And then there was the heat. On the first and second floors, it was often outrageously hot. Some kids opened the windows to the freezing air outside, and other kids yelled at them for it. Conflict ensued. Teaching became harder.
5. The students' diets were abysmal.
I often wondered if teaching students about the Industrial Revolution was worth my time at all when their brains were made out of Pringles. Many students across the country do not seem to understand, at all, the importance of healthy eating. They're not even aware they're eating poorly. A number of students argued with me over the quality of fast food. "Mister - fast food makes you strong! It's good for you!" I would sigh and try to explain, but that lesson takes longer than a short conversation.
The lunch students received on the SIXTH floor (which meant five or six flights they had to walk up after class) didn't seem to inspire healthy eating either. Many of my students who were already going hungry at home avoided eating lunch at school because it had such a bad reputation. I kept bananas, almonds, and raisins in class to feed my students when they couldn't work because they were so hungry - I still do. This, of course, takes time away from learning.
6. Technology mostly made my life more difficult.
Our school had limited technology until about April. We had a laptop cart and five projectors (for twenty-five teachers), but when my AP asked me once why nobody was making use of the technology, I rolled my eyes and went into a fifteen-minute monologue about how technology made my life more difficult. If I wanted to check the laptop cart out, I had to get it in the morning and push it to the room I was using that day. I had to worry about losing laptops and being liable. I had to somehow ensure a decent lesson despite many of the students' desire to do anything but work once a computer was in front of them. Finally, I had to figure out how to cart it from class to class for the rest of the day (or at least until I had a planning period) even if I don't want to use it with other classes. The same goes for the projectors, which are pretty hard to use when you don't have any white wall space in your rooms.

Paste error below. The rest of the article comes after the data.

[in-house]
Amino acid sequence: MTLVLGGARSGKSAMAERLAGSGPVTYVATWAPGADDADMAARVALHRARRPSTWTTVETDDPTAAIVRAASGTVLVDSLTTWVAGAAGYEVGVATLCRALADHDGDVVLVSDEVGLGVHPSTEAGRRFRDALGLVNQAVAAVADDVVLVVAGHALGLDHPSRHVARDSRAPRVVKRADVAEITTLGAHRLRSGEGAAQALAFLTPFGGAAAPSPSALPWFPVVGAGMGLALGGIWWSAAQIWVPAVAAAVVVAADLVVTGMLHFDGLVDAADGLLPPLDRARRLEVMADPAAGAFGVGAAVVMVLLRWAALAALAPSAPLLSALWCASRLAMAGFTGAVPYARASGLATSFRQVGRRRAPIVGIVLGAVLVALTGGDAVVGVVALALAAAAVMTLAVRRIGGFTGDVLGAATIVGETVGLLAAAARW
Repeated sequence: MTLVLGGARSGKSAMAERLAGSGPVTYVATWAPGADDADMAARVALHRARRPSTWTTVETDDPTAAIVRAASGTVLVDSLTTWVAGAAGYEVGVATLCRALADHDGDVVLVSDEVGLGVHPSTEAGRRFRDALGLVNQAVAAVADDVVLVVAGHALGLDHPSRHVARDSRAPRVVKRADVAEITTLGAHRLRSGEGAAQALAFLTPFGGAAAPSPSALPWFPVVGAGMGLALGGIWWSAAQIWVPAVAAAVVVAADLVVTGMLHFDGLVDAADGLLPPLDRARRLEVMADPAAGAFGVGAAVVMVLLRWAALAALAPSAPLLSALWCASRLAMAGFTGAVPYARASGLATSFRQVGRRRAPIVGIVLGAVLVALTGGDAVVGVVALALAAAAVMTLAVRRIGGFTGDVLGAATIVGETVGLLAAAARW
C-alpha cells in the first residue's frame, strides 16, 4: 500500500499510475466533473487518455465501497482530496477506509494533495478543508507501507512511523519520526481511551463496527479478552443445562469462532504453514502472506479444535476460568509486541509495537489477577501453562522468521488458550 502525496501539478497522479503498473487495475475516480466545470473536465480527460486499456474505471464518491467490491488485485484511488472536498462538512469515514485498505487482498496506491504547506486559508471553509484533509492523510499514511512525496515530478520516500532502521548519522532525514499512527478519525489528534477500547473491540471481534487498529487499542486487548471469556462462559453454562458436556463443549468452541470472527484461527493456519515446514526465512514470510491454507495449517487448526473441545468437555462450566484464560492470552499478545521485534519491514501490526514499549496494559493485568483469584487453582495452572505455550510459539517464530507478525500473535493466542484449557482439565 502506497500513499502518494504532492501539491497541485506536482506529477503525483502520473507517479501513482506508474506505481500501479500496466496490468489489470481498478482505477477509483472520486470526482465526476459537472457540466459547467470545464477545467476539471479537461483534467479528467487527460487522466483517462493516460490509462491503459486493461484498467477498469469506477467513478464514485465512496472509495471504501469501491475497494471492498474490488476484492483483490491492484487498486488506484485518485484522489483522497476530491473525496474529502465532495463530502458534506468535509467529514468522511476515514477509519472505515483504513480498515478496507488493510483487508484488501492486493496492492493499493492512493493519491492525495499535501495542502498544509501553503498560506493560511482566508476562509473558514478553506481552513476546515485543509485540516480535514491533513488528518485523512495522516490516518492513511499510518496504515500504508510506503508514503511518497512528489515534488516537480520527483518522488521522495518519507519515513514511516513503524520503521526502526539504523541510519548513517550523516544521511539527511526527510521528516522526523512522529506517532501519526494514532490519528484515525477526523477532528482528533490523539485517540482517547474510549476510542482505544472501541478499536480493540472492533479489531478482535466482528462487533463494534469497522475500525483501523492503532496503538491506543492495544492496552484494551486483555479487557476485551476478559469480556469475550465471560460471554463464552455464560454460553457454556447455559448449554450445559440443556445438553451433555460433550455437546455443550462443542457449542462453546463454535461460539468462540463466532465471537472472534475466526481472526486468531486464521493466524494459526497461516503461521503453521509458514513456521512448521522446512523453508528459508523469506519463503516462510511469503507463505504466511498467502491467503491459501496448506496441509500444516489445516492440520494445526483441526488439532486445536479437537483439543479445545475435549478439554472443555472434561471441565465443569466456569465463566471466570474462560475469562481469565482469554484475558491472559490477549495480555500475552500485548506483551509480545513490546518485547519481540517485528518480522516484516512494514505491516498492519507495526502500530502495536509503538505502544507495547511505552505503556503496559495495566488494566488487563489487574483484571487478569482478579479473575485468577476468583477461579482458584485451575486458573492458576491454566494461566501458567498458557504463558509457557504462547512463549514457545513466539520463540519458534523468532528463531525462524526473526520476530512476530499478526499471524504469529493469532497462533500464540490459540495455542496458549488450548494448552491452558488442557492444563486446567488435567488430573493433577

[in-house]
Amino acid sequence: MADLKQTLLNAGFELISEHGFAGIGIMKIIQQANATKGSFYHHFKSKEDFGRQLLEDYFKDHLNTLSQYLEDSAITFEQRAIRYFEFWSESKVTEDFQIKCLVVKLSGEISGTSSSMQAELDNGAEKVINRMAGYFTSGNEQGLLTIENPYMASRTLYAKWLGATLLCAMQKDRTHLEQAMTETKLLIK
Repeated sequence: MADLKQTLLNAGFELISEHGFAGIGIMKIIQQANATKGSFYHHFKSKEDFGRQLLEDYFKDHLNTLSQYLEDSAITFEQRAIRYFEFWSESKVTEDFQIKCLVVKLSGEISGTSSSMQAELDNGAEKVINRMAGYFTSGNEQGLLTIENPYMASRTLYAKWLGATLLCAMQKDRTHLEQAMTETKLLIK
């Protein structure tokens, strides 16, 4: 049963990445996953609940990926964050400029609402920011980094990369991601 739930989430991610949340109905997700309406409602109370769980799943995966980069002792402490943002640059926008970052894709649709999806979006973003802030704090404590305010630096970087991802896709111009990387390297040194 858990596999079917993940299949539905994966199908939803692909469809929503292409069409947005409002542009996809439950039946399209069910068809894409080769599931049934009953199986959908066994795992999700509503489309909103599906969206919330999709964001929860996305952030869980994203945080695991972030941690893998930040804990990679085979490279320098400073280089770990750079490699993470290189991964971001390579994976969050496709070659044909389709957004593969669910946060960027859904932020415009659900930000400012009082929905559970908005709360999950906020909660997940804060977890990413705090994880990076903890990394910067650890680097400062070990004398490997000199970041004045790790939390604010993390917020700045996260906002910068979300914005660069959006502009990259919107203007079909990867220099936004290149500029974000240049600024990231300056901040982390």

Then there was the matter of the teacher computers. The only computers teachers could use were located in a tiny teacher room on the second floor (there were about six working computers for twenty-five teachers). The door didn't lock and it was a hassle to keep students out when teachers weren't using it. The computers had viruses that destroyed more than one of my colleagues work.
7. Tardiness was something of an issue.
We had a big problem with tardiness. Students were only given three minutes to get to class (this is the only way we could figure a legal way to provide the necessary amount of yearly instructional time). Few of of our students (all of them foreigners) were familiar with the concept of bells and tardiness. Many did not understand that being in the hall when the bell rang meant being late. Furthermore, with seven schools in the building, we a lot of bells ring throughout the day. They sometimes seemed pretty meaningless. Depending on what floor you were on, you might have also heard fire alarms going off without purpose or bells that lasted thirty seconds to a minute in length. This all gave students a pretty easy excuse for being tardy.
I found that when we tried to address tardiness, we didn't really have the resources to provide students with consequences. Lunch detentions and tardy sweeps had to be done by teachers willing to give up their lunches and planning periods, as the administration was busy doing observations and having conferences with Gates Foundation reps, DOE reps, and the amazing load of other work they have to take care of. I gave up my planning period and lunch every day for a few weeks doing tardy sweeps and lunch detentions. I decided they weren't worth my sanity. We didn't have money for a dean to do this kind of thing, and I think my AP was right in spending that money on more teachers rather than more administrators.
Small schools are not automatically excellent.
I think small schools are better for serving low-income communities. But they are neither for the faint-hearted nor mildly committed. My experience suggests they are only for the greatest of educational problem solvers, the most fiercely determined.